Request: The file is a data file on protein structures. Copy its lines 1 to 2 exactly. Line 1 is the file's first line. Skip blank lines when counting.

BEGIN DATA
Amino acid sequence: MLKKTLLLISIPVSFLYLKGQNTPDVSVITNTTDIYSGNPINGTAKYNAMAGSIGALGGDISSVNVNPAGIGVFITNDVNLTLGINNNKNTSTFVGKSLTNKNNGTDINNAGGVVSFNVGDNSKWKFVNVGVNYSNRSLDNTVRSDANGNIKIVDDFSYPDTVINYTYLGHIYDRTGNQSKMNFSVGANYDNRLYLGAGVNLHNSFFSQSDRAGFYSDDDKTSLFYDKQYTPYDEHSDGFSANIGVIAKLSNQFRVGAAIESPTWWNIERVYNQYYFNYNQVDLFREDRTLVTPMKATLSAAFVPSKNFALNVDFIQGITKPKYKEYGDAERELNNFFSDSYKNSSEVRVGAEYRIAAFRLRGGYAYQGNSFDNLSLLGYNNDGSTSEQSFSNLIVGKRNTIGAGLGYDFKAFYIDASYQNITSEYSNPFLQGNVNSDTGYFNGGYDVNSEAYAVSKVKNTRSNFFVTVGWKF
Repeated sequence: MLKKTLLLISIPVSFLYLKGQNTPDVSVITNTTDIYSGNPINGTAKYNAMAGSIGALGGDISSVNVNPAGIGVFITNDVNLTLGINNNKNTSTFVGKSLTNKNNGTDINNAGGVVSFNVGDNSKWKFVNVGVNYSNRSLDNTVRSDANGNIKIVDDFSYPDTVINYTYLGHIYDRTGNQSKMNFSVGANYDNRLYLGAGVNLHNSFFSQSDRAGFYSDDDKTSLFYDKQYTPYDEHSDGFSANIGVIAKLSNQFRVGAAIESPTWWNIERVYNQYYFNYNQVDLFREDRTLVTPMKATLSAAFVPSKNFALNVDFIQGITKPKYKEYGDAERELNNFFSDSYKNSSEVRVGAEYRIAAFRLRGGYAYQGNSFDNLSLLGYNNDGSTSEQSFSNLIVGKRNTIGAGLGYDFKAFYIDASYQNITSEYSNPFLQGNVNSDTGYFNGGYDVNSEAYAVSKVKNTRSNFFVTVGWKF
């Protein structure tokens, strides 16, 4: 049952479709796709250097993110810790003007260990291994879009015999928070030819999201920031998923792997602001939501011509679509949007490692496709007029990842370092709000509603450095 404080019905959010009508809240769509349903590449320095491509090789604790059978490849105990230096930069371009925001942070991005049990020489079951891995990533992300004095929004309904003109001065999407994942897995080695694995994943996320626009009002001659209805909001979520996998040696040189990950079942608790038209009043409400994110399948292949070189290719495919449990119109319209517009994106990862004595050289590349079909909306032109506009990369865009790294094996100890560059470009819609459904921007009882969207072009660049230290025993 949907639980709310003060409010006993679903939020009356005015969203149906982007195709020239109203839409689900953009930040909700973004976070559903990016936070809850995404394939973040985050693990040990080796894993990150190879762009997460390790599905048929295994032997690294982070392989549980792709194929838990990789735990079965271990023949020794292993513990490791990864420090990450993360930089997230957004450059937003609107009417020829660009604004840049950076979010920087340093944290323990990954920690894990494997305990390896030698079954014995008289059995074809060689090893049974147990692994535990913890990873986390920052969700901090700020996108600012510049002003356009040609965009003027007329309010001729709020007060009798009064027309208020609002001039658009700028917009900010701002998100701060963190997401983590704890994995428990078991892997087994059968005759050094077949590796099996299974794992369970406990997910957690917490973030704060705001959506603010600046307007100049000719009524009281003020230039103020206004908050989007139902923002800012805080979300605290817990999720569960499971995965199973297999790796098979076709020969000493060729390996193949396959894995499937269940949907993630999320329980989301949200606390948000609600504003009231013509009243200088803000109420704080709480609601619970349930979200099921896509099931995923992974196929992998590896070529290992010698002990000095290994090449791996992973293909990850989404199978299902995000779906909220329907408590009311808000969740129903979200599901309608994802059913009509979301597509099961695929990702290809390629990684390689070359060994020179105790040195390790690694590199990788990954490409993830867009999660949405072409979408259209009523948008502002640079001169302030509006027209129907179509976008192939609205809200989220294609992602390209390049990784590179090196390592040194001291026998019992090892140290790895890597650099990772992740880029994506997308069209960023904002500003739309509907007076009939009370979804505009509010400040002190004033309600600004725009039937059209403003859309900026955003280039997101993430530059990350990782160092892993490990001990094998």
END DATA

Amino acid sequence: MLKKTLLLISIPVSFLYLKGQNTPDVSVITNTTDIYSGNPINGTAKYNAMAGSIGALGGDISSVNVNPAGIGVFITNDVNLTLGINNNKNTSTFVGKSLTNKNNGTDINNAGGVVSFNVGDNSKWKFVNVGVNYSNRSLDNTVRSDANGNIKIVDDFSYPDTVINYTYLGHIYDRTGNQSKMNFSVGANYDNRLYLGAGVNLHNSFFSQSDRAGFYSDDDKTSLFYDKQYTPYDEHSDGFSANIGVIAKLSNQFRVGAAIESPTWWNIERVYNQYYFNYNQVDLFREDRTLVTPMKATLSAAFVPSKNFALNVDFIQGITKPKYKEYGDAERELNNFFSDSYKNSSEVRVGAEYRIAAFRLRGGYAYQGNSFDNLSLLGYNNDGSTSEQSFSNLIVGKRNTIGAGLGYDFKAFYIDASYQNITSEYSNPFLQGNVNSDTGYFNGGYDVNSEAYAVSKVKNTRSNFFVTVGWKF
Repeated sequence: MLKKTLLLISIPVSFLYLKGQNTPDVSVITNTTDIYSGNPINGTAKYNAMAGSIGALGGDISSVNVNPAGIGVFITNDVNLTLGINNNKNTSTFVGKSLTNKNNGTDINNAGGVVSFNVGDNSKWKFVNVGVNYSNRSLDNTVRSDANGNIKIVDDFSYPDTVINYTYLGHIYDRTGNQSKMNFSVGANYDNRLYLGAGVNLHNSFFSQSDRAGFYSDDDKTSLFYDKQYTPYDEHSDGFSANIGVIAKLSNQFRVGAAIESPTWWNIERVYNQYYFNYNQVDLFREDRTLVTPMKATLSAAFVPSKNFALNVDFIQGITKPKYKEYGDAERELNNFFSDSYKNSSEVRVGAEYRIAAFRLRGGYAYQGNSFDNLSLLGYNNDGSTSEQSFSNLIVGKRNTIGAGLGYDFKAFYIDASYQNITSEYSNPFLQGNVNSDTGYFNGGYDVNSEAYAVSKVKNTRSNFFVTVGWKF